Mass murderer Anders Breivik has lost a human rights court case against Norway over his treatment in prison.
The appeals court overturned a 2016 verdict which had found that keeping the 38-year-old killer in isolated conditions amounted to "inhuman and degrading treatment" under the European Convention on Human Rights.
Breivik is serving 21 years for killing 77 people in a bomb attack in Oslo and shooting spree at a Labour Youth camp on the island of Utoya in 2011 which was motivated by his extremist neo-Nazi views.
Previous court documents indicated he was confined to three rooms inside a high-security facility where he had access to a television and game console and could also make himself food.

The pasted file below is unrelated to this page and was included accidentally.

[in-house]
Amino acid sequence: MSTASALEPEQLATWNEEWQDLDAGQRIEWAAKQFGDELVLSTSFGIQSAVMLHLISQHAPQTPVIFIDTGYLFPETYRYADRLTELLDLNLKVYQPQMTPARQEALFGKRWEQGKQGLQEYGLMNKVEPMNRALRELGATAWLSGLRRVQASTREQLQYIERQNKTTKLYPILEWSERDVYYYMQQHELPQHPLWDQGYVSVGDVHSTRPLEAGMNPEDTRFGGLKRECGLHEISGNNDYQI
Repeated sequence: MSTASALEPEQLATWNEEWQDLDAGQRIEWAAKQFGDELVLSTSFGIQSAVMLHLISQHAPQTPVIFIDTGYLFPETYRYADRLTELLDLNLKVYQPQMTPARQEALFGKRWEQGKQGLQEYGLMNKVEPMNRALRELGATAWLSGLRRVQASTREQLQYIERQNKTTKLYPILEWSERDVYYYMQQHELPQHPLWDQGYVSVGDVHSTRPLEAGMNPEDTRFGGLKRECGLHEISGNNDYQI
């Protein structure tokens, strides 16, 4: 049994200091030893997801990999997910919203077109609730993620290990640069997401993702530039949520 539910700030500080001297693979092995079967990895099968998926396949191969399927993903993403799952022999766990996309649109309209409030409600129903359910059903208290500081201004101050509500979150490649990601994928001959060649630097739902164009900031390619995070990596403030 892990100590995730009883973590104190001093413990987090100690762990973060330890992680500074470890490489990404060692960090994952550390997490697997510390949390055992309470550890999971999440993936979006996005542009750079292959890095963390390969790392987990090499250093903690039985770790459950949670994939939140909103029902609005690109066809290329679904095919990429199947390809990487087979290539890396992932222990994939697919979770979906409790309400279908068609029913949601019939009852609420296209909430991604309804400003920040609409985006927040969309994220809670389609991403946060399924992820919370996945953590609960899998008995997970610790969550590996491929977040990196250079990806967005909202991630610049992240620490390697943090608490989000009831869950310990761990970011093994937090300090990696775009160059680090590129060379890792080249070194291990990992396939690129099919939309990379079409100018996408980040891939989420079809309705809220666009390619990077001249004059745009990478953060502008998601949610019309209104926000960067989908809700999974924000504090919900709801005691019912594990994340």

The appeals court today ruled the strict conditions including keeping Breivik away from other prison inmates were justified as he was unrepentant and posed a threat of violence.
There was also a risk that other prisoners might attack Breivik if he was allowed to mix with them, the verdict added.
Breivik's lawyer Oeystein Storrvik expressed surprise at the verdict and said he would appeal to Norway's Supreme Court. If that fails, he can appeal to the European Court of Human Rights.
Breivik has also previously alleged that his private and family life were violated by the state - but those claims were struck down at the lower court last year.
It heard that he was allowed visits from family and friends but the only person who had come was his mother, who has since died of cancer.